News & Politics

DC Withdraws Letters to Duke Ellington Parents

A judge found notices sent to parents and guardians regarding residency status “deficient.”

Photograph via the DC Department of General Services.

The District of Columbia officially withdrew the 164 notices it had sent to the families of students who were flagged as non-residents of the District after an enrollment audit. The decision, which came in a brief DC Superior Court hearing this morning, was met with satisfaction by the plaintiffs’ lawyer, Greg Smith, who said after the trial that he hopes for “a process that, instead of being secretive and behind closed doors, makes sense.”

Smith and other parents of students at DC’s Duke Ellington School of the Arts were upset by the way an investigation into the residency status of students at the public performing arts high school rolled out earlier this month. The Office of the State Superintendent of Education sent letters to parents and guardians of students who it believed to be non-DC residents who weren’t paying out-of-district tuition. 

Smith, a Capitol Hill resident whose 11th grader is in the Literary Media and Communications program at Ellington, said he is more familiar with arguing white collar crime cases, but after growing increasingly frustrated by what he considered a lack of transparency from OSSE about the investigation, he filed a lawsuit on behalf of eight Ellington parents and guardians whose residency had been challenged, arguing that a three-paragraph letter dated May 9 that OSSE sent to families “utterly fails” to inform parents of their right to appeal or explain on what basis their students had been determined to lack DC residency. Had the letters not been withdrawn, Wednesday would have been the last day parents could appeal OSSE’s findings before they became final, so Smith’s lawsuit sought a temporary restraining order to void the deadline. “The cardinal sin” in this case, Smith said afterward, “is for someone who is genuinely a District citizen to be declared a non-resident,” leaving them “stateless.”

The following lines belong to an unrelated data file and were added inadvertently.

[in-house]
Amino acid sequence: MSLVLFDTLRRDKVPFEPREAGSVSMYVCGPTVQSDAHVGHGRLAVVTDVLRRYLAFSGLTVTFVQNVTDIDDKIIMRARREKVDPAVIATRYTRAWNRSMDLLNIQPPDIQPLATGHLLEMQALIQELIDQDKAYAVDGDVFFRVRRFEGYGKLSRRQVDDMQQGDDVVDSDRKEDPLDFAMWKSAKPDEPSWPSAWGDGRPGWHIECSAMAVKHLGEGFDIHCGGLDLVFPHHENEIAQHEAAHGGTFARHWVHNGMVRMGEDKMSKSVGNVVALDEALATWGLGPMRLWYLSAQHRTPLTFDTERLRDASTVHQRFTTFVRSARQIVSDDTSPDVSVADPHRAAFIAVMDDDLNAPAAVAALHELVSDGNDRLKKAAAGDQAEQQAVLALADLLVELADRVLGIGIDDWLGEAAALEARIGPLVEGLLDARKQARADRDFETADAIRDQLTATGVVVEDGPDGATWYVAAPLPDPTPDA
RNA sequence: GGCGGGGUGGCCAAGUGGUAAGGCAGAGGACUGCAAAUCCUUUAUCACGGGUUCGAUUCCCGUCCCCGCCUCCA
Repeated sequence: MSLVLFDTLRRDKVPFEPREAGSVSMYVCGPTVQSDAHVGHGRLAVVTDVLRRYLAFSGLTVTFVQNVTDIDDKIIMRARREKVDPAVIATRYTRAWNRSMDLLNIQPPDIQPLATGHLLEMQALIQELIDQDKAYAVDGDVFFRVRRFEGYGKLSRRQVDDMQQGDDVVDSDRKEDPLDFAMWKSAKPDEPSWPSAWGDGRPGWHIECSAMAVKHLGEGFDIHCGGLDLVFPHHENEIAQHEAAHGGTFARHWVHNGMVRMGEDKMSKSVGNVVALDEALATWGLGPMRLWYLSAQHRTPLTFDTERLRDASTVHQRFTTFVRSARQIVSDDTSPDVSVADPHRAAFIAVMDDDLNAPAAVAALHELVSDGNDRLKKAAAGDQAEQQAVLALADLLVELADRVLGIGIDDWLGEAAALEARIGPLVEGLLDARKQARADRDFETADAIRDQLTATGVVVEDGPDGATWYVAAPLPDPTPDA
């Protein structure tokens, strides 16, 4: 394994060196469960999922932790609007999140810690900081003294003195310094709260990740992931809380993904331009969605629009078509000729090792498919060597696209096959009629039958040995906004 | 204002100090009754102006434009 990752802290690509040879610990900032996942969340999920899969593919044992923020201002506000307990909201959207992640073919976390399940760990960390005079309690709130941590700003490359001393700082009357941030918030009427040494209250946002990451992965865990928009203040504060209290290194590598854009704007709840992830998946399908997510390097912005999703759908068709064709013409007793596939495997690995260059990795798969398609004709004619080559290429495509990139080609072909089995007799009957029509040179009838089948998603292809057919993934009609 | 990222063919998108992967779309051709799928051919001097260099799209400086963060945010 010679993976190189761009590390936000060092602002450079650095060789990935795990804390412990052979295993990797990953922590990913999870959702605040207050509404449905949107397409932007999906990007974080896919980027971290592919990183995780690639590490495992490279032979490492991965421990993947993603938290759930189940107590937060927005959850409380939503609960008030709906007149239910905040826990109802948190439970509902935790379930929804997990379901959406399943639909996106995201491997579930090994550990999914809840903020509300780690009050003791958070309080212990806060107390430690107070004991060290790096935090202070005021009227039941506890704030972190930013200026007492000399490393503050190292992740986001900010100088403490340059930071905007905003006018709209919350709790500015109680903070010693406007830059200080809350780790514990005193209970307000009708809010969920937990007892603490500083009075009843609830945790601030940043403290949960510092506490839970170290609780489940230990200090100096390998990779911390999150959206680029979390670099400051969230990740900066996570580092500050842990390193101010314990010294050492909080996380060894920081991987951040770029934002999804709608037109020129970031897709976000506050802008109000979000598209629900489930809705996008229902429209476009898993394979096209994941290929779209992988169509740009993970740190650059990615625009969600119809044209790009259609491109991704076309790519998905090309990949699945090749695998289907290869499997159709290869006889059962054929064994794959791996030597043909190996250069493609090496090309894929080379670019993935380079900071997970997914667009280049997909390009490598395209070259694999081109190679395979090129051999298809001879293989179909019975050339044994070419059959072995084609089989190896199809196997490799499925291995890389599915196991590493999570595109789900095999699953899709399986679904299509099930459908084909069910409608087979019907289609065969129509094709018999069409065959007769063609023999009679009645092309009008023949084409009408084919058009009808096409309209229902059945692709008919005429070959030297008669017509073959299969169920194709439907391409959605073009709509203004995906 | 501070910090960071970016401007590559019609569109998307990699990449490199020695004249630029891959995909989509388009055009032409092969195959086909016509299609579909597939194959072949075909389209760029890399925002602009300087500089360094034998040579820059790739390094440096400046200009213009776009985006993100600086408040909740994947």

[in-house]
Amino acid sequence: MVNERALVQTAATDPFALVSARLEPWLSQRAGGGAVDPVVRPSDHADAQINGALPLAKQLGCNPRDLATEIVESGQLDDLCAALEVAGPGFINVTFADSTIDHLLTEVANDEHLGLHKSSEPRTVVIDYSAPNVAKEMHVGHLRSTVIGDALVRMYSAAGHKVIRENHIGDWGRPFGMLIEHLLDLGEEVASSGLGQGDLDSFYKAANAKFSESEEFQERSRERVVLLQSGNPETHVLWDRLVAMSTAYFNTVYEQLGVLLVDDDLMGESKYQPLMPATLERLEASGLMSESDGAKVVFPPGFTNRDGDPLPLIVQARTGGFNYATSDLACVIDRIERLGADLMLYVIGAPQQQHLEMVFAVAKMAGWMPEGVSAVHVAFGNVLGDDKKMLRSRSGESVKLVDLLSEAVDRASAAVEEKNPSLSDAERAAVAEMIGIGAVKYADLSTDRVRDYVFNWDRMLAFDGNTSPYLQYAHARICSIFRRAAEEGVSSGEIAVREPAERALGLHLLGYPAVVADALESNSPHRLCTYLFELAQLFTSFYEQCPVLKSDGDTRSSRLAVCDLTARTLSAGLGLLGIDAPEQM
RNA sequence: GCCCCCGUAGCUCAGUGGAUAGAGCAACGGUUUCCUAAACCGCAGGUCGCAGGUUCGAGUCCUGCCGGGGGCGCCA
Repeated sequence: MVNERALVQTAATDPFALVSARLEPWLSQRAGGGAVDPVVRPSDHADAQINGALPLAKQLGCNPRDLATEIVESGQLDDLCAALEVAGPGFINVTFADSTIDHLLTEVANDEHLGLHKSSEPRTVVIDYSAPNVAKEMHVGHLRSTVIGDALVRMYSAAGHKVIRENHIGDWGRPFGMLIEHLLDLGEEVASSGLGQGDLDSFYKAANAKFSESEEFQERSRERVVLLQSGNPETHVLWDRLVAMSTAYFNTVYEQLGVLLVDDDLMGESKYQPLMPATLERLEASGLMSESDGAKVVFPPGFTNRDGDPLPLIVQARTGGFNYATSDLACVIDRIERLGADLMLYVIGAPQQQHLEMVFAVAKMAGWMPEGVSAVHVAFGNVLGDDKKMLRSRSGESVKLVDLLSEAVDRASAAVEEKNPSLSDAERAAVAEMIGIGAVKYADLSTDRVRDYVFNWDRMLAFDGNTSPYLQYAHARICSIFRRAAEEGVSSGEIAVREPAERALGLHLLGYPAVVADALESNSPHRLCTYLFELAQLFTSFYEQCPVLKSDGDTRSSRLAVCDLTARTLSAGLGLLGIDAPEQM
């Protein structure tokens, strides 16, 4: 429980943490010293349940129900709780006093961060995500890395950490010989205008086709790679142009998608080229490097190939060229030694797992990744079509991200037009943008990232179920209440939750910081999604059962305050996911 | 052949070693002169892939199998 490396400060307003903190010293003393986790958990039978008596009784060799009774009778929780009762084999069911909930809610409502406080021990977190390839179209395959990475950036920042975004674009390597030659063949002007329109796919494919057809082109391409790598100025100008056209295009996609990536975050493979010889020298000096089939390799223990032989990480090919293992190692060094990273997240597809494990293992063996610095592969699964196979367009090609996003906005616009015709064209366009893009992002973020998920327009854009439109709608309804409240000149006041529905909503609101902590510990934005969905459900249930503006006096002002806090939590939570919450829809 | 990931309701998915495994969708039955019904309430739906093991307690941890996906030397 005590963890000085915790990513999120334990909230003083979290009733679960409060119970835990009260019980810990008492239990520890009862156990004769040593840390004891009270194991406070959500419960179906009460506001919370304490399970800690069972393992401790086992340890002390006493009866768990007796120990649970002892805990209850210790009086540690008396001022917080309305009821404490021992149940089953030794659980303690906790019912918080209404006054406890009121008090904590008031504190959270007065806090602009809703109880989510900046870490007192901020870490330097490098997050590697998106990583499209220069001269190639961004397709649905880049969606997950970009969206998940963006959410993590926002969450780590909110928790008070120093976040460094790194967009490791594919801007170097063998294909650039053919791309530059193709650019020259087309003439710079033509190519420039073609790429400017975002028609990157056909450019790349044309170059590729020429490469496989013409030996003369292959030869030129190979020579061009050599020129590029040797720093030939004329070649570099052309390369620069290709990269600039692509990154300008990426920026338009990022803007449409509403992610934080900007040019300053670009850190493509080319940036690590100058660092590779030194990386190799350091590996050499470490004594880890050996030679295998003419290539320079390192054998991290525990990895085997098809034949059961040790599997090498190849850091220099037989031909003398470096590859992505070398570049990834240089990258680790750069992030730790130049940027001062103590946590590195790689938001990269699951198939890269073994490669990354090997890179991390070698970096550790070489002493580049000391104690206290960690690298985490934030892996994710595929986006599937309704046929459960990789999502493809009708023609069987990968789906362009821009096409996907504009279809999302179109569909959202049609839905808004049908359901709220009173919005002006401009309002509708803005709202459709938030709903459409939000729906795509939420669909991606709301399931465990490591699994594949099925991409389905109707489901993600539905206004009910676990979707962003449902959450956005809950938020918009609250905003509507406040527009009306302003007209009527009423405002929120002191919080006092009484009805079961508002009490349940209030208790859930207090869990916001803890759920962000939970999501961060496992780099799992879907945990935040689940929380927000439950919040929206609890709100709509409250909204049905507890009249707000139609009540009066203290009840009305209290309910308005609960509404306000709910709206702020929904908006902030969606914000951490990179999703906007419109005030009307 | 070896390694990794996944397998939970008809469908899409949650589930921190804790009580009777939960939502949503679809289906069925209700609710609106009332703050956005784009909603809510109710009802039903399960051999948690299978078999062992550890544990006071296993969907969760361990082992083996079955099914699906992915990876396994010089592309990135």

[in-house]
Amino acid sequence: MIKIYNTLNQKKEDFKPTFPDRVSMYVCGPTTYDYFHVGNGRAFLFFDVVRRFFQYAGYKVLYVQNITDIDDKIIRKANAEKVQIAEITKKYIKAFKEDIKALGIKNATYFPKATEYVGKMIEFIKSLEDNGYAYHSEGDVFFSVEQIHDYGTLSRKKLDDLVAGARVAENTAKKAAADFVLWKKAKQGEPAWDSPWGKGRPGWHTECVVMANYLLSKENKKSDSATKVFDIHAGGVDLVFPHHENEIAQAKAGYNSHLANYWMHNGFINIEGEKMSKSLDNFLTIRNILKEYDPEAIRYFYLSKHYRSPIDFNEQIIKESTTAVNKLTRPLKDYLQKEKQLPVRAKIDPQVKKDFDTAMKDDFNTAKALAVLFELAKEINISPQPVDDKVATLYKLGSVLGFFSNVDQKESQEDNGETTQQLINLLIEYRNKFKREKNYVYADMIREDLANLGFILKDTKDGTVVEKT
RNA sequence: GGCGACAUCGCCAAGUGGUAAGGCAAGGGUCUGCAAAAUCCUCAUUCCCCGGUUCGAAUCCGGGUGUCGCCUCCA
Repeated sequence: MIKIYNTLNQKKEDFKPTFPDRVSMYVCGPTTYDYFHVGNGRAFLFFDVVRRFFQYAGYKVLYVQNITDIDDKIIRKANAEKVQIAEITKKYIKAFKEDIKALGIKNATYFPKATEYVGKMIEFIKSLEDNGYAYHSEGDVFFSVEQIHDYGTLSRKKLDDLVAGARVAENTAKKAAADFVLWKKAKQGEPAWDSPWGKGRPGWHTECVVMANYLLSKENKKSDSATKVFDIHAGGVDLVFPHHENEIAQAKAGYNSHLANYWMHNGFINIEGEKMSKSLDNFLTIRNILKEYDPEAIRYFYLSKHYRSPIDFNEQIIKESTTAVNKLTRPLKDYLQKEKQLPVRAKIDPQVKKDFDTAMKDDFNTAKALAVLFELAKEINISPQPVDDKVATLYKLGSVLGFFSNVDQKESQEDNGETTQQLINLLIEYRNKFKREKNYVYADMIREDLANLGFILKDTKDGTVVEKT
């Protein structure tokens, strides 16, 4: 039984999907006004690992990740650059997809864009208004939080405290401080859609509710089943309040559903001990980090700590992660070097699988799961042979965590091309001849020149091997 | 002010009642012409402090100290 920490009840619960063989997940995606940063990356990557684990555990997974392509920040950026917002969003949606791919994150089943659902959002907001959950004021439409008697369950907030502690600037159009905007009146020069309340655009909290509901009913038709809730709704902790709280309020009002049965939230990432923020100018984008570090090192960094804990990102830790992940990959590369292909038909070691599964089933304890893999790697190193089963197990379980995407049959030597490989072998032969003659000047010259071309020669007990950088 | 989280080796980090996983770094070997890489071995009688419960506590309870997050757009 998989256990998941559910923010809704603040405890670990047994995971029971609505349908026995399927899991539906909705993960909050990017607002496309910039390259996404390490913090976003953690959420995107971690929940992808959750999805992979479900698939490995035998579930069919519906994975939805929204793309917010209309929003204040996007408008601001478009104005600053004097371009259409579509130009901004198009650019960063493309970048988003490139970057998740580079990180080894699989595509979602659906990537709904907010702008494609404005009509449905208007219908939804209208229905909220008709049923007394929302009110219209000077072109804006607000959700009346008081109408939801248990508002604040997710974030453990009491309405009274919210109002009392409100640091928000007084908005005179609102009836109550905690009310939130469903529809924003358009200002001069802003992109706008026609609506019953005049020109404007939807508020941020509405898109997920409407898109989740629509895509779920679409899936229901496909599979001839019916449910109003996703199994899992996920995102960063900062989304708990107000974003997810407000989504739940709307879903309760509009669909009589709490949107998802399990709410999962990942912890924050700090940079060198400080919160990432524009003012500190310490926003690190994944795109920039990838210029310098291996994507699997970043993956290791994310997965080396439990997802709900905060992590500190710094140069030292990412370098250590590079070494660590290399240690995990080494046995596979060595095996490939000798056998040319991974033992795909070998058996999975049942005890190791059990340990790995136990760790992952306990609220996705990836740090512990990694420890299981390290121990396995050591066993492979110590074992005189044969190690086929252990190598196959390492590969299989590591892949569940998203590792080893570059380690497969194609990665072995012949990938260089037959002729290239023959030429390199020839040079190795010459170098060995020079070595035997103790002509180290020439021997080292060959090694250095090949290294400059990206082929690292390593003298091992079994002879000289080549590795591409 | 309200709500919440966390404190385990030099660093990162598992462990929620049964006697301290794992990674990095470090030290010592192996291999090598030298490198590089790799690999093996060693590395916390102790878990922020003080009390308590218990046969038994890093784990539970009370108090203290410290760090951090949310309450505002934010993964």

On Wednesday morning, Judge Joan Zeldon agreed that OSSE’s letter was, in her words, “deficient.” She declined to evaluate a revised letter that an attorney for OSSE said the office plans to send by certified mail by the end of this week. Instead, Rich withdrew all 164 letters on behalf of OSSE, and Judge Zeldon dismissed this case. “You won, 100 percent,” she told Smith. Smith and other members of the Ellington community held a press conference at noon Wednesday. OSSE did not immediately respond to a request for comment. 

On Wednesday afternoon, OSSE released a statement announcing it will send new letters to families suspected of residency fraud. Unlike the initial notices, these letter will inform parents or guardians of their right to administrative review of their cases. After the ten-day window for appeal, “OSSE’s non-residency finding will become a final agency decision,” meaning families who neither appealed their case nor agreed to repay tuition for the past school year will owe tuition and may be subject to legal action from the Attorney General’s office. The statement additionally clarified that all of the students in question will be permitted to finish out the current school year.

This story has been updated to include a statement from OSSE.

Editorial Fellow